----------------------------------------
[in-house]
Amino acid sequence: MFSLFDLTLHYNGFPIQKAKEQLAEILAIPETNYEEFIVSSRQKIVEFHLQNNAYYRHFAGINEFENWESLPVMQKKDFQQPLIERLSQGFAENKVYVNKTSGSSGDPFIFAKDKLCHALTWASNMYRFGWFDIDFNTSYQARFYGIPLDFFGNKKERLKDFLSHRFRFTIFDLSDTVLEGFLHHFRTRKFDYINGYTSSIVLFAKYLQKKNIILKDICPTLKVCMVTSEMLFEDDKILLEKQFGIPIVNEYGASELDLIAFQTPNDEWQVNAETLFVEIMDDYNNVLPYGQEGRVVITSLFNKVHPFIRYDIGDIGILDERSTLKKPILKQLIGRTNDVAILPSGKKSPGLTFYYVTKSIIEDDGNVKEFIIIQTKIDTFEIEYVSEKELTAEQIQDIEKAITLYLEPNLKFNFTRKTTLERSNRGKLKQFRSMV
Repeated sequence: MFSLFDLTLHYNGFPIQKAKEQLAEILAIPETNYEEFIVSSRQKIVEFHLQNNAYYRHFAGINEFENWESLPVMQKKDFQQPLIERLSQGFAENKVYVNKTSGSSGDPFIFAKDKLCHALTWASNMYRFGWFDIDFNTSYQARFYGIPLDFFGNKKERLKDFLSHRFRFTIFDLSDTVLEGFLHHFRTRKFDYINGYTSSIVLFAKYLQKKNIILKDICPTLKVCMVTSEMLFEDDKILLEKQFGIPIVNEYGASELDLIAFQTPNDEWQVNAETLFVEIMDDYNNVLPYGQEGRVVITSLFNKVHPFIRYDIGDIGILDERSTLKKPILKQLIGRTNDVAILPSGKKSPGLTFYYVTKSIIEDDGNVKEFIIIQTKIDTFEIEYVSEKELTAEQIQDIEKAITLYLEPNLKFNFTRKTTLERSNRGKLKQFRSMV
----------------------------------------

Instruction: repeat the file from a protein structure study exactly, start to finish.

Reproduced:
[in-house]
Amino acid sequence: MFSLFDLTLHYNGFPIQKAKEQLAEILAIPETNYEEFIVSSRQKIVEFHLQNNAYYRHFAGINEFENWESLPVMQKKDFQQPLIERLSQGFAENKVYVNKTSGSSGDPFIFAKDKLCHALTWASNMYRFGWFDIDFNTSYQARFYGIPLDFFGNKKERLKDFLSHRFRFTIFDLSDTVLEGFLHHFRTRKFDYINGYTSSIVLFAKYLQKKNIILKDICPTLKVCMVTSEMLFEDDKILLEKQFGIPIVNEYGASELDLIAFQTPNDEWQVNAETLFVEIMDDYNNVLPYGQEGRVVITSLFNKVHPFIRYDIGDIGILDERSTLKKPILKQLIGRTNDVAILPSGKKSPGLTFYYVTKSIIEDDGNVKEFIIIQTKIDTFEIEYVSEKELTAEQIQDIEKAITLYLEPNLKFNFTRKTTLERSNRGKLKQFRSMV
Repeated sequence: MFSLFDLTLHYNGFPIQKAKEQLAEILAIPETNYEEFIVSSRQKIVEFHLQNNAYYRHFAGINEFENWESLPVMQKKDFQQPLIERLSQGFAENKVYVNKTSGSSGDPFIFAKDKLCHALTWASNMYRFGWFDIDFNTSYQARFYGIPLDFFGNKKERLKDFLSHRFRFTIFDLSDTVLEGFLHHFRTRKFDYINGYTSSIVLFAKYLQKKNIILKDICPTLKVCMVTSEMLFEDDKILLEKQFGIPIVNEYGASELDLIAFQTPNDEWQVNAETLFVEIMDDYNNVLPYGQEGRVVITSLFNKVHPFIRYDIGDIGILDERSTLKKPILKQLIGRTNDVAILPSGKKSPGLTFYYVTKSIIEDDGNVKEFIIIQTKIDTFEIEYVSEKELTAEQIQDIEKAITLYLEPNLKFNFTRKTTLERSNRGKLKQFRSMV